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Monday, October 25, 2021

Column: You are the target

It’s an uncomfortable feeling to know that you’re being watched. Unfortunately, for those of us who regularly use social media, this sensation is omnipresent and always will be. If you’ve ever started a blog, made a profile page or published a tweet, bad news: you’ve got a peeping Tom staring right through your (computer) window who doesn’t plan on leaving anytime soon.

This is not your run-of-the-mill peeping Tom, whom I imagine to be a pimply 14-year-old computer hacker who later went on to found Myspace. This is a much stronger force that uses tools and technology far more advanced than what was possible just 10 years ago. Social media giants Facebook and Twitter have harnessed this power, and if you’re curious where all the money comes from when it comes to their success, look no further. It’s called ad targeting.

The concept has been around for a while, but only with the introduction of social media has ad targeting become as effective as it is today. Consider this: Most of the actual content on Facebook and Twitter is information produced by their respective users — a fact that was crucial to both companies’ rapid ascent to success. Now the very same information is fed to advertisers who want their message to be seen, read and heard by the right people.

When you take a second to think about the whole idea, it’s actually pretty brilliant. Facebook and Twitter have, like Google (let’s not even get into their agenda for world domination), developed the ability to immediately sort their users into specific demographics based on the information said users have provided in their profiles. Potential advertisers can then come in and create a unique advertising campaign that will only appear to users of a certain age, sex, location (remember “asl?”) and so on.

Pull up your Facebook for a minute. Notice the ads on the right side of the page? They’re different for everyone. Currently, I’m seeing ads for a tech start up, health insurance and a program that fills out your taxes for you. My age is in the information section of my profile, as is the fact that I’m a student, so it makes sense that these types of ads are constantly appearing as both a collective buzzkill and a reminder of my impending graduation.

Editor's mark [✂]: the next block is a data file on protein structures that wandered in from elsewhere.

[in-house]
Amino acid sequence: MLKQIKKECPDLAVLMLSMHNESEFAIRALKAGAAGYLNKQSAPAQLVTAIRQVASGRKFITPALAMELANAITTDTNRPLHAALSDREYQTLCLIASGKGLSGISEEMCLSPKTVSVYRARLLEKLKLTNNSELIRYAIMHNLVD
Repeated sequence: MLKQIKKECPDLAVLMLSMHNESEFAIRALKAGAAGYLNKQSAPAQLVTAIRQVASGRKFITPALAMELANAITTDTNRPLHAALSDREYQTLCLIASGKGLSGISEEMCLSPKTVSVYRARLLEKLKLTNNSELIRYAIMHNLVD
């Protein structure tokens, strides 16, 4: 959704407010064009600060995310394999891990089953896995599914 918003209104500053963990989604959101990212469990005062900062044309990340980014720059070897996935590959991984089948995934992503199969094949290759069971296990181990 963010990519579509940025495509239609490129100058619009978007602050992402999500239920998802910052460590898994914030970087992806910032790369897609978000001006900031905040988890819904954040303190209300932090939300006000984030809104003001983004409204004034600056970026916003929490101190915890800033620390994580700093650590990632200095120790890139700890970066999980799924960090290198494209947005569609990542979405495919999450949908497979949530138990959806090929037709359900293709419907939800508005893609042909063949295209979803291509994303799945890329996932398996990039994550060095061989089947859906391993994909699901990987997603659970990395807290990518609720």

It doesn’t stop there, though. Not only is your profile information subject to the selection process, but also is the actual content you write, be it on your own wall or those of your friends. If you’re a music fanatic who hasn’t stopped posting about Adele’s Grammys domination/comeback from vocal cord surgery since Sunday, chances are you’ll see some music-related ads in the near future. With any luck, you’ll even come across an ad promising you the finest vocal cord surgery money can buy.

As ridiculous a notion it is that you could see ads for vocal cord surgery when you truly feel it doesn’t apply to you, it happens. Just the other day I noticed an ad for low-priced baby bibs. Let me make something very clear: I do not have a baby (nor do I want one anytime soon), I never talk about babies on Facebook, and most of all, I am not a baby (I think). So needless to say, I was a bit confused when I came across the ad. Clearly the advertisers themselves need a bit of practice in finding their audience.

Switching the conversation over to Twitter, the idea is essentially the same. However, instead of promoted ads, there are promoted trends and tweets. A promoted trend appears at the top of the “Trends” category for a whole day, regardless of the actual activity it generates. A promoted tweet tracks which topics users explore on Twitter and appears at the top of search results for keywords associated with it. It’s similar to Facebook, but with its own intricacies.

Ad targeting isn’t a perfect science, but it’s well on its way to becoming one. In a landscape where all the information advertisers need is provided for them by their potential consumers, it’s not hard to see where the advantage lies. So if you think you’re the sort of person who is too easily enticed by ads, try to monitor the information you put on your social profiles. Or start posting incessantly about babies.

VICTOR BEIGELMAN has never held a baby before and gets a lot of heat for it. He’s just never gotten around to it. Is that weird? Discuss it with him at vbeigelman@ucdavis.edu.

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